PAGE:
Noah has been pushing his walker for awhile now. His favorite would be the Fisher-Price Go Baby Go! Stride-to-Ride Dino that he is using in today’s video. (Which also made our list of top toys.) We’ve been trying to get him to walk on different surfaces since he is becoming a pro on the carpet in our house. Today we took him out in the backyard to get to experience walking on grass for the first time. The options for different textures that your child can walk on are endless from sand, tile, gym mats, to puddles just to name a few. All of these different surfaces are helpful not only with walking but also with sensory development.
Balance and Muscle Control
Just look at that balance!
Walking on sand, grass, and other softer surfaces activates different muscles than walking on a hard surfaces. The child is having to counteract the movement of the surface with their body, especially their core (better known as balance). Balance is something that a lot of children with Down syndrome can struggle with due to hypotonia and changing up their walking surface challenges this weakness. We all know that we get a much better workout if we go running in the sand than around the track for the same reasons. It is also the theory behind those popular shoes that are supposed to tone the lower body (are those working for anyone?). It will help the child become even more controlled on a firm surface helping them master walking.
Changing up the surface with a push toy in particular will change the resistance the child is working against. Grass and sand offer a lot of resistance so the child really has to push, where as tile may cause a face plant the first few times you try it out as the toy can get away from them. Even carpet was initially hard for Noah as the toys could get away from him too quickly, so putting him in the grass offered him a way to push the toy on his own as well as build muscles. The resistance also activates the core, and if you have learned just one thing from our therapy visits it is that the core is the center of the majority of motor milestones.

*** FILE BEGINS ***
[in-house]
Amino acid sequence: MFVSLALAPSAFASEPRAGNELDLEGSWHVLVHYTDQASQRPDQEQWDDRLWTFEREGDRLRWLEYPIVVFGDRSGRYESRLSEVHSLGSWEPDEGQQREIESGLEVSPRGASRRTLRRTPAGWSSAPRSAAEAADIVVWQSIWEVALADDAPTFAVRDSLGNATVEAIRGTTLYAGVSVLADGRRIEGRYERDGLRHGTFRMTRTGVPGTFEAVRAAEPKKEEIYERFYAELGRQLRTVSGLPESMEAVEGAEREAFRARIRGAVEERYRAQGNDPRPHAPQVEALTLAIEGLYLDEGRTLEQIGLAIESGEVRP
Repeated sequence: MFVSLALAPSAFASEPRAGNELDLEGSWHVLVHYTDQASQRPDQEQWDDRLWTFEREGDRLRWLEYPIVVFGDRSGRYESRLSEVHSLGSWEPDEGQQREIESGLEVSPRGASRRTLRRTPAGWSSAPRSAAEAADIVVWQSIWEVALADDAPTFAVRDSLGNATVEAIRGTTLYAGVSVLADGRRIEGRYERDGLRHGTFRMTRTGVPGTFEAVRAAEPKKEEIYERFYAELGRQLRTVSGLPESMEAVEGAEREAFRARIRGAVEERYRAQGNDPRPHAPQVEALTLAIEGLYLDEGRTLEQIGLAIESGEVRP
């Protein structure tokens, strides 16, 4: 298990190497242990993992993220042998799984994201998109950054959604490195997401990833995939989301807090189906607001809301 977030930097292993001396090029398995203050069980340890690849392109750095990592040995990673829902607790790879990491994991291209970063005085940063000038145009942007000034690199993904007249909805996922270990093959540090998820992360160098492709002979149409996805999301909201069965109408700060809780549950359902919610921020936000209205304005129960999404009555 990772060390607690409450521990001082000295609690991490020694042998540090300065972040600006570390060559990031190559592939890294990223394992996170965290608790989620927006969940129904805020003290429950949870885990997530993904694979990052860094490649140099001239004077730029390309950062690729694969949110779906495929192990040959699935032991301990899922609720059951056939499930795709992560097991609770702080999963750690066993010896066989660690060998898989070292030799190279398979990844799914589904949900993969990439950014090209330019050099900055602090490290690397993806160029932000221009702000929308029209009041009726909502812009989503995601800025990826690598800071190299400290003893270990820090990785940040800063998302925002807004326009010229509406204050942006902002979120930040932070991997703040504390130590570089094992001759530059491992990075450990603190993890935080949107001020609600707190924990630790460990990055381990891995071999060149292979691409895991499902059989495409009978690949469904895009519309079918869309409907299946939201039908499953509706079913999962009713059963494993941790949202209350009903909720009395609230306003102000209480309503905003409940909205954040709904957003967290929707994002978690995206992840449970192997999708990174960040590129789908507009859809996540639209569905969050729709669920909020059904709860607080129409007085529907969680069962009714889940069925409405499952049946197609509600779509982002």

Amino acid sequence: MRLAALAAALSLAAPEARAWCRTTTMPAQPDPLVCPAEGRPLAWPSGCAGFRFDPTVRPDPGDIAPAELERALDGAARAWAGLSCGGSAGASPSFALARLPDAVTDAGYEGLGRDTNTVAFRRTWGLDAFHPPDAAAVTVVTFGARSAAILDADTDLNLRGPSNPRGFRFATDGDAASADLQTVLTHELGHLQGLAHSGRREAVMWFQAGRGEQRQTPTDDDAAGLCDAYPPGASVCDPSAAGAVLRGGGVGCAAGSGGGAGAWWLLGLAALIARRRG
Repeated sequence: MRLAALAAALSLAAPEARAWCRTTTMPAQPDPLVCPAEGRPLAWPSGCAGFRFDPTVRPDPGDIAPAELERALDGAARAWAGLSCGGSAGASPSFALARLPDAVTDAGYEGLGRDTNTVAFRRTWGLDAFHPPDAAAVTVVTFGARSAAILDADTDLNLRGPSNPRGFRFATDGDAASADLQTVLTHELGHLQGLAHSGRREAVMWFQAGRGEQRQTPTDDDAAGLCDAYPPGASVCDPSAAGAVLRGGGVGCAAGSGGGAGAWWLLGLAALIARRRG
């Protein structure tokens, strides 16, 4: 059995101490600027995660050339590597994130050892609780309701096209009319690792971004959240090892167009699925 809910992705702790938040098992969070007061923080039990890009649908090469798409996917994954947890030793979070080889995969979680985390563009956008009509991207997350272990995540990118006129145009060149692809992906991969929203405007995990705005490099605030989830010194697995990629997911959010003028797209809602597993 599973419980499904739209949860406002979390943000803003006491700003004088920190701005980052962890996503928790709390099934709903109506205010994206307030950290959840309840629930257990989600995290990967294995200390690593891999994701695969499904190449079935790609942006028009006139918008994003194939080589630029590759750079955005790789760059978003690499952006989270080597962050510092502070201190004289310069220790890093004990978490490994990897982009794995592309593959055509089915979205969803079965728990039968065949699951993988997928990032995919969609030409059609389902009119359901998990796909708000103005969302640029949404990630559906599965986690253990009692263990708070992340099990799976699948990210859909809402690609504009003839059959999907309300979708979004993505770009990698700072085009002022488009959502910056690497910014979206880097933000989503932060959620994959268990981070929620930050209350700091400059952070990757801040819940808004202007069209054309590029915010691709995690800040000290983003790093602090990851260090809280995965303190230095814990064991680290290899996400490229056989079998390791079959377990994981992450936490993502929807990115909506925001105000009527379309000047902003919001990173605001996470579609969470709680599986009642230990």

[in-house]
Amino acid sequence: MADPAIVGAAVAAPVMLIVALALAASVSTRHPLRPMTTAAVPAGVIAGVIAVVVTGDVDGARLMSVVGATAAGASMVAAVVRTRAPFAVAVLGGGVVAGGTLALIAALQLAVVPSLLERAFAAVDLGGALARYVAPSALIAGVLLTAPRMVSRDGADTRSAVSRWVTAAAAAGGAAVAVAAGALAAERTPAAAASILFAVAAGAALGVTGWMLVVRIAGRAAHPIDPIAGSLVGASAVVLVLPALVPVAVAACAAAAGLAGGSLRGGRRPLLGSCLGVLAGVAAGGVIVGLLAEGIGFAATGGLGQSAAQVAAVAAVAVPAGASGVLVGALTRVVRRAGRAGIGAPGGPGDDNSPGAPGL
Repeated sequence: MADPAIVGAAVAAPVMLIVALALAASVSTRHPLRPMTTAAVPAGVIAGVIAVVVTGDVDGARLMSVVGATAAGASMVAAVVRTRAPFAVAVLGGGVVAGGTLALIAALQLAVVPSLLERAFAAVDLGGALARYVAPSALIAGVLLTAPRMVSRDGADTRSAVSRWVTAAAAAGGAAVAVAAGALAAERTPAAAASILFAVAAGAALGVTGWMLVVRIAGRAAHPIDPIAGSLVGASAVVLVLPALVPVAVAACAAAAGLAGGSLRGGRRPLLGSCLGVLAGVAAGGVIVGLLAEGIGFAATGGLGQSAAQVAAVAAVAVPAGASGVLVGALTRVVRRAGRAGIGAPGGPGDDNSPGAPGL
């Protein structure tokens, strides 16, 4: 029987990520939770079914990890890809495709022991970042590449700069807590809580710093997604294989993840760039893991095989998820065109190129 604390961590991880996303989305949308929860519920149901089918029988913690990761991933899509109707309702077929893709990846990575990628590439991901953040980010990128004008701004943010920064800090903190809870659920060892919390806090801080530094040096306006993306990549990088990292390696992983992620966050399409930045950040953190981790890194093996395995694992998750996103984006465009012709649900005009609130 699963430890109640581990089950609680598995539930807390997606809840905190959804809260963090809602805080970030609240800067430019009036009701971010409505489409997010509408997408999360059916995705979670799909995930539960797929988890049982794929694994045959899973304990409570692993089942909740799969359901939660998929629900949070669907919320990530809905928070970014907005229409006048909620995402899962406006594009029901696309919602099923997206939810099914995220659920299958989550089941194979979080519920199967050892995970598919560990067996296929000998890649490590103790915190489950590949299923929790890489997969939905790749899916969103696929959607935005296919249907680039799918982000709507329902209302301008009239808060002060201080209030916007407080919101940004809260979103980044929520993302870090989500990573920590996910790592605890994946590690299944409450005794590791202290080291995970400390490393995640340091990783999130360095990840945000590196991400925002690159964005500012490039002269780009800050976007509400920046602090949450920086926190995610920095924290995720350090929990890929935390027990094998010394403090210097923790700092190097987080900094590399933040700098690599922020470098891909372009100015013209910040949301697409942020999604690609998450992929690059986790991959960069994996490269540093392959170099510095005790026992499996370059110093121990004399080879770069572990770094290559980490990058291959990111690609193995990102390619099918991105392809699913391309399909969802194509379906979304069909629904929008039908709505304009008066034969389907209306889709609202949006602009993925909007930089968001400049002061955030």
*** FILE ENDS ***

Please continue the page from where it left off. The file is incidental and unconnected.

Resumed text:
Keeping those feet bare will help with sensory integration for the child as well. We have talked about how swings are also important for this as well. Experiencing textures helps their brain process all the different sensations from the poking of grass, to the coolness of tile. I encourage you to get the added benefit of plopping your child down on surfaces so their hands can get the benefit too. Noah is not a big fan of touching grass, but the more exposure he gets the better he does. Sand is an awesome texture for sensory integration as they can really dig their toes and fingers into it. We’ve heard shaving cream is pretty awesome too, but we aren’t quite ready for that mess at our house.
By the way, be sure to check out this list of our favorite fisher price developmental toys!
Does your child like walking on a particular texture? Any unique ideas for textures to try?